the value of critique

Another late start with writing last night. Put in 400 words on “The Ghost, the Vampire, and the Jock.” It’s about 9,000 words total at the moment and still feels like I’m in the early stages of the book. And really, I can’t say much with what the book is about, because I have no freaking clue where this thing is going. There’s a ghost, a vampire, and probably a jock, though he hasn’t really played a part yet.

Short story challenge begins tomorrow, short of something else getting in the way. This is the challenge Dean Wesley Smith is offering, where he provides a prompt, you write a story, and then he reads the story. Wash, rinse, repeat every week until you don’t write a story. At the end of it all, I get credit for workshops.

For those who haven’t taken one of Smith’s workshops, his reads like an acquisitions editor. His responses boil down to “yes” or “no.” If there’s a major flaw in the story, he’ll point it out as bluntly as possible, more so with something basic (like the ending doesn’t match the story, stuff like that). If he really enjoyed the story, he says so.

Smith never critiques.

His reasoning for that is so he doesn’t intrude himself into another writer’s story. Or worse, force a writer into rewriting a story that another reader might enjoy.

I’ve thought lately about how I haven’t had a critique partner in years, and haven’t even sought one out. I don’t talk about stories that I’m currently working on, and once a story is done I simply publish it and move on to the next story. I learn by writing lots of stories and by taking classes and reading as much as I humanly can.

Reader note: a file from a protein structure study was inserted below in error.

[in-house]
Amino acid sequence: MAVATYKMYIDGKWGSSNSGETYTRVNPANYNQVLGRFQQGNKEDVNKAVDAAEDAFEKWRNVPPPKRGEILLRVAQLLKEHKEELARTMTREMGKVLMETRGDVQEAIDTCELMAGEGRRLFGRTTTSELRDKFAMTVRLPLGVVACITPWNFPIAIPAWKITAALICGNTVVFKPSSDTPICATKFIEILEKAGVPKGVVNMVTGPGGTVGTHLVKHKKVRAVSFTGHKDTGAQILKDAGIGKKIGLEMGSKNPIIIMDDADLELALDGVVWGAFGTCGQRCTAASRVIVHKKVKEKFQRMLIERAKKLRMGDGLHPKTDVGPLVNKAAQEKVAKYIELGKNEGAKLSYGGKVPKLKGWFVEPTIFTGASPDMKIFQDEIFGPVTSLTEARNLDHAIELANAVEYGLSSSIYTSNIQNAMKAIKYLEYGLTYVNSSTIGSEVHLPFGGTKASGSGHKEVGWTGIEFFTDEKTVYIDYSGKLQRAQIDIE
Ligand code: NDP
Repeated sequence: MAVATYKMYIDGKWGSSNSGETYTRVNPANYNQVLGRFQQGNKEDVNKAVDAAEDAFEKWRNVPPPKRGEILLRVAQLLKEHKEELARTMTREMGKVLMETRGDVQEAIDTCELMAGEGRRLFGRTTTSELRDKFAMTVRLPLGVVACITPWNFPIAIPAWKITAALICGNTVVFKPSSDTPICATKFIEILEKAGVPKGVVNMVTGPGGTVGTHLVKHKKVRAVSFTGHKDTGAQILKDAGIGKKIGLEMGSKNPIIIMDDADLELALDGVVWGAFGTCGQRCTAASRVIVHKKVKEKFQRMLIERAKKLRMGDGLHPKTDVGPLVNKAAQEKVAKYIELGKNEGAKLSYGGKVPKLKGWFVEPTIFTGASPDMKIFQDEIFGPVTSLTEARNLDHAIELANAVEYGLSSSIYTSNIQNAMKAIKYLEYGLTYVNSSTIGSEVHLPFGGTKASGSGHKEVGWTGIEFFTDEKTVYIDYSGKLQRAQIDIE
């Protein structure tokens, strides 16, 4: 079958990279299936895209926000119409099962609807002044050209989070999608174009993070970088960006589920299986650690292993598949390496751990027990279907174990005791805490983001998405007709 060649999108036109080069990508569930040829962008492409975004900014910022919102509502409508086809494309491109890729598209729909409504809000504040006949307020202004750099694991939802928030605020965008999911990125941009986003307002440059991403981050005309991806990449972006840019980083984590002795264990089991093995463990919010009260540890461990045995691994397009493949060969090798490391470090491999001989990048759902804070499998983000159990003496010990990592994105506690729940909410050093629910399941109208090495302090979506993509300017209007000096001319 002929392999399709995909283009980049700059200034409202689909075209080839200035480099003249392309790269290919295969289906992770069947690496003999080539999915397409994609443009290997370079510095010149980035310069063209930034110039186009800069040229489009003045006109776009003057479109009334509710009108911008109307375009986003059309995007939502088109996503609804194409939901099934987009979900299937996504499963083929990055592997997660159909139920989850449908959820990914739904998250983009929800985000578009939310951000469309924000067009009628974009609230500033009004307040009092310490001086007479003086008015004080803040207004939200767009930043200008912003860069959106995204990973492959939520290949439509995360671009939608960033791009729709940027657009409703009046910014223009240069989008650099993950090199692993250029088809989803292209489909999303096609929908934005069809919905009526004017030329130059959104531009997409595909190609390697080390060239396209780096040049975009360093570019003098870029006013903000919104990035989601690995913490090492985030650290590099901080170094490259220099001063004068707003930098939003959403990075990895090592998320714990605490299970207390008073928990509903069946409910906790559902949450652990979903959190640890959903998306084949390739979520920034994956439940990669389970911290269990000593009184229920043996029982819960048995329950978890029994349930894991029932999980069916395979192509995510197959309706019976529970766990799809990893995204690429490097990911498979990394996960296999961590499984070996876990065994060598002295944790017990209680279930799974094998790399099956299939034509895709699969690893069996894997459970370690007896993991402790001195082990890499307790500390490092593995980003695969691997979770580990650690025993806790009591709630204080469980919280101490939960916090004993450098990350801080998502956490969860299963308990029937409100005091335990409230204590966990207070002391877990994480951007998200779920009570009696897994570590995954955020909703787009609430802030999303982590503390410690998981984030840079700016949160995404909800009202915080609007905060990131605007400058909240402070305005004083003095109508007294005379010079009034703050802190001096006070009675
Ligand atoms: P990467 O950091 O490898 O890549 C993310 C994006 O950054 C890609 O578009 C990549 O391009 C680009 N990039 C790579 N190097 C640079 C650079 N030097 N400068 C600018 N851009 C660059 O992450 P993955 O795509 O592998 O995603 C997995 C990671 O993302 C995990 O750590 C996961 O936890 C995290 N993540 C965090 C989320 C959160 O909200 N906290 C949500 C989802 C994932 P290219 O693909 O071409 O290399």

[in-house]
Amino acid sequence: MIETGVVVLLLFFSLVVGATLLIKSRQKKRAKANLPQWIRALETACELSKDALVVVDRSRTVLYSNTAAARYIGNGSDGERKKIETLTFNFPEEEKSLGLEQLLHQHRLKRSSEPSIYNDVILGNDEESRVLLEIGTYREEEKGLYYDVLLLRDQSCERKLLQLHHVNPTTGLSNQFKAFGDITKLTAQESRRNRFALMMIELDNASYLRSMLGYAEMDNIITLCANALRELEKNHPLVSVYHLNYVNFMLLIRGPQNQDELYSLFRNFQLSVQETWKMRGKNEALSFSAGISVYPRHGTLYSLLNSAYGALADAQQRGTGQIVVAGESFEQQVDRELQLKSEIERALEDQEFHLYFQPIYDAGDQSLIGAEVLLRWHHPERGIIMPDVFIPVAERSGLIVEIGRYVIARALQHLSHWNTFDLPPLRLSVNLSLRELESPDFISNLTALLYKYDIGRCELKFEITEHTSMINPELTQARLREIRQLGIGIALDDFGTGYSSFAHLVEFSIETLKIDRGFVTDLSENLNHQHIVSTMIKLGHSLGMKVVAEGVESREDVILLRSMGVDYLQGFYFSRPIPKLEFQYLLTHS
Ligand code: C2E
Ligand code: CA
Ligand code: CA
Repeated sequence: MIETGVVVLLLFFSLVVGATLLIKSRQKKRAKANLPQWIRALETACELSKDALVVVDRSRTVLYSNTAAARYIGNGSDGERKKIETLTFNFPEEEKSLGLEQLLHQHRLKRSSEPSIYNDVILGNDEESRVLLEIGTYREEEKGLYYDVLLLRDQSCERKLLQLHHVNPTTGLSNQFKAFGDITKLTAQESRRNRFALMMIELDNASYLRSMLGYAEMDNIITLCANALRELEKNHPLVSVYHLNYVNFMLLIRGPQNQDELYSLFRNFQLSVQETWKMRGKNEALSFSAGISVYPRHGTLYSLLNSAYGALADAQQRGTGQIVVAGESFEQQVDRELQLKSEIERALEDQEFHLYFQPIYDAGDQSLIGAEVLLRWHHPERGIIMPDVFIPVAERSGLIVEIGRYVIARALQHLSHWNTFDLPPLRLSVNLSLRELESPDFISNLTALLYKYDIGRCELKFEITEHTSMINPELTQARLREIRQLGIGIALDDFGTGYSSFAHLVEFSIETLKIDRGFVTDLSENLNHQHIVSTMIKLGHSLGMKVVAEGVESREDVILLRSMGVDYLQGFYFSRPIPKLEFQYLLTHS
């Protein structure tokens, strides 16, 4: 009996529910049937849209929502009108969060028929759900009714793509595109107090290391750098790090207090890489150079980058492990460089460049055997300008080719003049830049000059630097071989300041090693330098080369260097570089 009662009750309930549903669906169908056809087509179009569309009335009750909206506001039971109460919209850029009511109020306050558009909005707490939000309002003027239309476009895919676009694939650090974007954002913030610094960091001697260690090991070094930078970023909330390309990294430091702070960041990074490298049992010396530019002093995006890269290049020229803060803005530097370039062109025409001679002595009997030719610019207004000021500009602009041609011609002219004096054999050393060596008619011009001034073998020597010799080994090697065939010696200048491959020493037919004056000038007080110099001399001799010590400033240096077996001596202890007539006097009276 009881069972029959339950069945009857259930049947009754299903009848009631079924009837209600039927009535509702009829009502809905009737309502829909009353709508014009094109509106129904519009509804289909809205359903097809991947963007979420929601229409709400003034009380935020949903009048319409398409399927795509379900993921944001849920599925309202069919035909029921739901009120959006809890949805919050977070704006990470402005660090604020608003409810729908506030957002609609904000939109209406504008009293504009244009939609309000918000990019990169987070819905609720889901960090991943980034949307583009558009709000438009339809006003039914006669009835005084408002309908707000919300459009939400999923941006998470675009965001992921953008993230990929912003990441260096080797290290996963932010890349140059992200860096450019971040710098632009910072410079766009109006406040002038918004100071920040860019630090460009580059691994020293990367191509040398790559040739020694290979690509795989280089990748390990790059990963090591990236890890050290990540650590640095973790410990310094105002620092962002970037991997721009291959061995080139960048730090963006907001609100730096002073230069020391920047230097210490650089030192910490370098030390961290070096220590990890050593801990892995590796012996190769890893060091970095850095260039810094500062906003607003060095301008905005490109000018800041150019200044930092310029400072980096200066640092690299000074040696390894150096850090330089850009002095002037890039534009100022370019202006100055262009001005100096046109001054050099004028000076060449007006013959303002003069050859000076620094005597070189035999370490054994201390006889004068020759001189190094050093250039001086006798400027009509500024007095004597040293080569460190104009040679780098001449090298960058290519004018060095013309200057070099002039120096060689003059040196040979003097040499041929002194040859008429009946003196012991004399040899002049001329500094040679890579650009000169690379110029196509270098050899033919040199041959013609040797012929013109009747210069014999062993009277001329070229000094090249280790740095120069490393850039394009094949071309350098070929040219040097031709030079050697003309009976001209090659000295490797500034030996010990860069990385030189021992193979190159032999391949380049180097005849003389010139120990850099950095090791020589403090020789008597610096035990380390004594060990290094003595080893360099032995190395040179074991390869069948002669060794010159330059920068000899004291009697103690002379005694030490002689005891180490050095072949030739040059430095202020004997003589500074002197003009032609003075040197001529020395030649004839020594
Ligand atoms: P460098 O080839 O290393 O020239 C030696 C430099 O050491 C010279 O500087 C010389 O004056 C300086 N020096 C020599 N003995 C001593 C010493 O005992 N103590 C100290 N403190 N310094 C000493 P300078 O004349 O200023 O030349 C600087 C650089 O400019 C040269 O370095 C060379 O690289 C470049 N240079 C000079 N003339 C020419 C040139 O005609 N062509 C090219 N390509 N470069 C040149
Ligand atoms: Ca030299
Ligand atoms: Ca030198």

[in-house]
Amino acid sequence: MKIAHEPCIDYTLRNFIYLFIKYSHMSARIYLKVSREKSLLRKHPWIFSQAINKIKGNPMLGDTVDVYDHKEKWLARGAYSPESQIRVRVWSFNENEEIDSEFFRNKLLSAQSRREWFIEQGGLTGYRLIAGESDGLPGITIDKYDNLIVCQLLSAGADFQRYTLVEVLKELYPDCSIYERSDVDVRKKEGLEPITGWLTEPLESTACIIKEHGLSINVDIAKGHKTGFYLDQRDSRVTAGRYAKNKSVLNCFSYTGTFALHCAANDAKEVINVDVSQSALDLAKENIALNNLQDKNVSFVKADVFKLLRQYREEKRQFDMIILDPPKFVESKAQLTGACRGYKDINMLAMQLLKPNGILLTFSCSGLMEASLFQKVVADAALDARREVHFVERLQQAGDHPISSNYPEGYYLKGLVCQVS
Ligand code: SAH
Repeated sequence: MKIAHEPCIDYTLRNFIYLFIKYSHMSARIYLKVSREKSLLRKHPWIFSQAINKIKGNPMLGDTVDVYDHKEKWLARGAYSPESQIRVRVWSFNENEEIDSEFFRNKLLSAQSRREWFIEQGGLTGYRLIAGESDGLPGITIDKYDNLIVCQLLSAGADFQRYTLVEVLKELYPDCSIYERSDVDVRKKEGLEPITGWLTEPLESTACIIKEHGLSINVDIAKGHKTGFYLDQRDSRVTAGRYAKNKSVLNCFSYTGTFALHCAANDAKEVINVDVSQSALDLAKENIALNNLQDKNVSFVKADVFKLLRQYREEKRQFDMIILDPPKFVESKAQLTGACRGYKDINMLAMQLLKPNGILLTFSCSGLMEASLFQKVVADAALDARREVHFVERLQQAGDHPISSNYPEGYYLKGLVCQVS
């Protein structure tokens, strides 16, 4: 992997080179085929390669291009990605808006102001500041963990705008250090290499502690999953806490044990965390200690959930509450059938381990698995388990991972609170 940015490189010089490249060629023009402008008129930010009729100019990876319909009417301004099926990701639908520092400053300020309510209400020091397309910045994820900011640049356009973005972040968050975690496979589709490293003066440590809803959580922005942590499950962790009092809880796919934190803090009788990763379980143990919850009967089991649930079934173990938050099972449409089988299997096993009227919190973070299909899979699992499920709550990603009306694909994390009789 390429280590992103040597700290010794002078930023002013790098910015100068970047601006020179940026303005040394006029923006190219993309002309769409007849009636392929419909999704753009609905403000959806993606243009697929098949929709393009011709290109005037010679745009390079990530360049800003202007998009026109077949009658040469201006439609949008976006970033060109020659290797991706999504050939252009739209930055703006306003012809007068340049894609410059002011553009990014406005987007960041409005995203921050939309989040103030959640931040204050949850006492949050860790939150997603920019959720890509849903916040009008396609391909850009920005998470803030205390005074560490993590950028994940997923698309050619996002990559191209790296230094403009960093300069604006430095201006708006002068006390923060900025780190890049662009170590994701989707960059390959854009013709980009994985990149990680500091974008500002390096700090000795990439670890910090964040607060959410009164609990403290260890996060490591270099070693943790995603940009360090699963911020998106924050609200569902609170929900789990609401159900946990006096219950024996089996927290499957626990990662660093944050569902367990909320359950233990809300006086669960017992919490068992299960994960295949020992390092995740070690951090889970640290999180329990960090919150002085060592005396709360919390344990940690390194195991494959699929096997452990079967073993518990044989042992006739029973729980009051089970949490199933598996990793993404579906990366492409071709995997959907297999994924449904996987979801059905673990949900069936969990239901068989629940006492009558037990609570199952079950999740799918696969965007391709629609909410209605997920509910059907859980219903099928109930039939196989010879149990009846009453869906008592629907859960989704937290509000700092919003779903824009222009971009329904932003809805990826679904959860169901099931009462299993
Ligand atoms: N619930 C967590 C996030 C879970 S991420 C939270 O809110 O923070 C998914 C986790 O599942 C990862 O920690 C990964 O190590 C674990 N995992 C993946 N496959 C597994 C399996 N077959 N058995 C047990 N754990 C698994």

But early on, of course I sought out crit partners. That’s how it was done, dammit, and how else was I supposed to learn? Looking back though, I laugh at myself. Normally you’re exchanging manuscripts with another beginner, neither of you have a clue how to write a book. If you’re sort of lucky, you might find somebody who’s a little further down the road from you and knows enough to offer legitimate advice. Usually it’s the blind leading the blind.

And early stage writers, bless them, only see words and pretty sentences. Maybe they’ll give lip service to character and plot, but for them it’s mostly about the grammar and punctuation. I probably just pissed off half the internet, but whatever.

You learn how to write high school term papers with critique partners. You learn storytelling by studying the master storytellers, and by writing shit-tons of stories yourself.

I’ve reached a point where I don’t need a pat on the head critique. Nor do I need advice on how to structure my sentences. Yes, I have lots more to learn. LOTS. But exchanging manuscripts doesn’t cut it for me anymore.

Honestly, I doubt critique has much value to any aspiring author. This is a business with a high attrition rate. Critique will just get to your head and devalue your craft, especially if your critique partner is a vicious asshole who has no publishing credit to his name.

Instead, just write and publish everything you write. Grow a backbone and stand by your work. Read everything you can get your hands on. Take classes and workshops where you can. Have fun. And write. And publish. And write more.

So easy to say. So hard to do. And, of course, this is advice I would never have followed in my early days.

By David Anthony Brown

Indie writer and publisher. Among other jack-of-all-trade skills...

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